TripCase: Pro versus #ShouldBEaThing

Sabre is an innovative American company focusing on technological solutions for the airline industry. In the past, it was mainly focused on a reservation system, but it has been branching out into other solutions, such as their travel itinerary app TripCase. TripCase allows users to save their travel itineraries in the app by either forwarding the tickets or looking up the information by reservation numbers. The app then displays relevant information to the trip, such as gate or time changes, local weather reports, opportunities to gain extra miles by using particular car rental companies or hotels, alternative flight options, social media sharing buttons and so on. The app is often praised for its speedy updates and smooth, intuitive interface without obnoxious advertisements.

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Although the original TripCase app was primarily meant for B2C connections, Sabre launched a B2B pro version in late 2013. In this version, it provides customers that frequently travel for business the option of labeling flights as business or leisure related and options for booking hotels and flights for their jobs, within a particular allotted budget set by the company. This created a huge new market opportunity for TripCase, and an opportunity to centralize and facilitate business travel for companies providing the app to their employees.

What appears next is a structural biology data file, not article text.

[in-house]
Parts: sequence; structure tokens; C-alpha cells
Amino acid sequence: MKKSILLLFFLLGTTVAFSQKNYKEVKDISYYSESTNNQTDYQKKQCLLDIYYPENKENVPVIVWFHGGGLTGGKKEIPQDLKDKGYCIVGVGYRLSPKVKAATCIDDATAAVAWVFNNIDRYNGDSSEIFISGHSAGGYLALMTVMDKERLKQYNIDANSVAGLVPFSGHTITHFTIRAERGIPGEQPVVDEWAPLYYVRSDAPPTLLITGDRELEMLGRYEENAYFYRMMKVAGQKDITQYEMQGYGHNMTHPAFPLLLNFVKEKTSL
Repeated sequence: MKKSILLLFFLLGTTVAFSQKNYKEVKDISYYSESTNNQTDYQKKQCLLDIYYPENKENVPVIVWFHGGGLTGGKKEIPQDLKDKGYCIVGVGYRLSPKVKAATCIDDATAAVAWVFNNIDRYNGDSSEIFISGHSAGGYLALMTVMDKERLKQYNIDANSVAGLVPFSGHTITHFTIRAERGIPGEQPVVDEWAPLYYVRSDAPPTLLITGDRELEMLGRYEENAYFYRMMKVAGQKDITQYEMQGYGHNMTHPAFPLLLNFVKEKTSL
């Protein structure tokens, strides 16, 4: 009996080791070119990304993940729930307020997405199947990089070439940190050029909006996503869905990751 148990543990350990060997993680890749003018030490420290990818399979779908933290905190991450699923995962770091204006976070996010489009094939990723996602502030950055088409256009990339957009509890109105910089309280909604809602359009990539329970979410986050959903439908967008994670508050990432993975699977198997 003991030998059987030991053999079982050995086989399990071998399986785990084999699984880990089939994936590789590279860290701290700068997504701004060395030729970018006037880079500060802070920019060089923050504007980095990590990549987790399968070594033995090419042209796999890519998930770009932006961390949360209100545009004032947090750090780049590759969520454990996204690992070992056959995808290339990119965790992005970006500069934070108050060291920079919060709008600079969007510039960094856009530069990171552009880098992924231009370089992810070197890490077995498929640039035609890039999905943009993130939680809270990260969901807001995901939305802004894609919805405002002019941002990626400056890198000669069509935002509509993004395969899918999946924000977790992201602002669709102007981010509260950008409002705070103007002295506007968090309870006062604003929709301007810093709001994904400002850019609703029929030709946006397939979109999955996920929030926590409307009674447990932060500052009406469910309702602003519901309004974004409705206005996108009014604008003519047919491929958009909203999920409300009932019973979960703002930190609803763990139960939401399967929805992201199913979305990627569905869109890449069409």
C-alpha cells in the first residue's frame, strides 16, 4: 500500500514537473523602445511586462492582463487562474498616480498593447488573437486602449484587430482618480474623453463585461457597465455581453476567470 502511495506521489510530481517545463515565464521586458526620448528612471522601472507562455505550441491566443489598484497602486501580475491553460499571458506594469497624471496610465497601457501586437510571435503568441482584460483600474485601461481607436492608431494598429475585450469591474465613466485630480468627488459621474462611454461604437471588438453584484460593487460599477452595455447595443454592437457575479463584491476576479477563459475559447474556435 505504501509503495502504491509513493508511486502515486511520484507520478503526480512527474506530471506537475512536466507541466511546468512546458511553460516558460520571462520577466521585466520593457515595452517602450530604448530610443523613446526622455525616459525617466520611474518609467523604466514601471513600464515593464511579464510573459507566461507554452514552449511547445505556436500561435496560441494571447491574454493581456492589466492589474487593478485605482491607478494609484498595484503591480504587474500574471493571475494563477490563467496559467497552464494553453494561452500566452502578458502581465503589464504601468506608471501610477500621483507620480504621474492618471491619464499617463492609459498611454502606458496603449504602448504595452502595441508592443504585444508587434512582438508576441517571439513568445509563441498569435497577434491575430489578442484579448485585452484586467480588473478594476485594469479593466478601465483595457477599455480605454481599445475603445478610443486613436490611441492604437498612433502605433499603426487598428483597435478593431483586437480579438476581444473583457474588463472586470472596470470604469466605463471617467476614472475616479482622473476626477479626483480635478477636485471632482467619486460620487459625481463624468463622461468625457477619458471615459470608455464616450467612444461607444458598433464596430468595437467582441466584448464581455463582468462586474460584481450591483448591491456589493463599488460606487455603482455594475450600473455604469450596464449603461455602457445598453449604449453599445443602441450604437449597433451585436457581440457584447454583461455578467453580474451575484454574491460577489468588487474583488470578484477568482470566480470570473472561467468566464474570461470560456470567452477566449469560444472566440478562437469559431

Despite these innovations, the app suffers due to fierce competition from other travel apps, such as TripIt and FlightTrack. In August 2013, TripCase started a campaign on facebook called #ShouldBEaThing, which Sabre promoted by promising to donate $1 for every contribution to a good cause. The basic premise of the campaign is that it invites people to create memes out of ideas that “should be a thing,” and if the TripCase team likes it, the top ideas can win prizes or even be made reality. For example, someone suggested airport security socks, and though to be honest the purpose remains unclear to me, TripCase made them into a thing.

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TripCase divides submissions in “travel” and “everyday” categories. The campaign has not been hugely participated in and from both the trailer and the submissions it is obvious that TripCase is aware that the campaign leads to more funny than actually practical submissions. However, the campaign could just lead to some out-of-the-box suggestions for further improvements to the app. After all, you can only add so many embellishments to an app that simply outlines your travel itinerary – it is also important to avoid making the app too complicated. Perhaps the campaign could still lead to an interesting new functionality for TripCase that will give the company a competitive advantage. However, my money between the two developments is on TripCase Pro – opening up a new market provides huge new opportunities!


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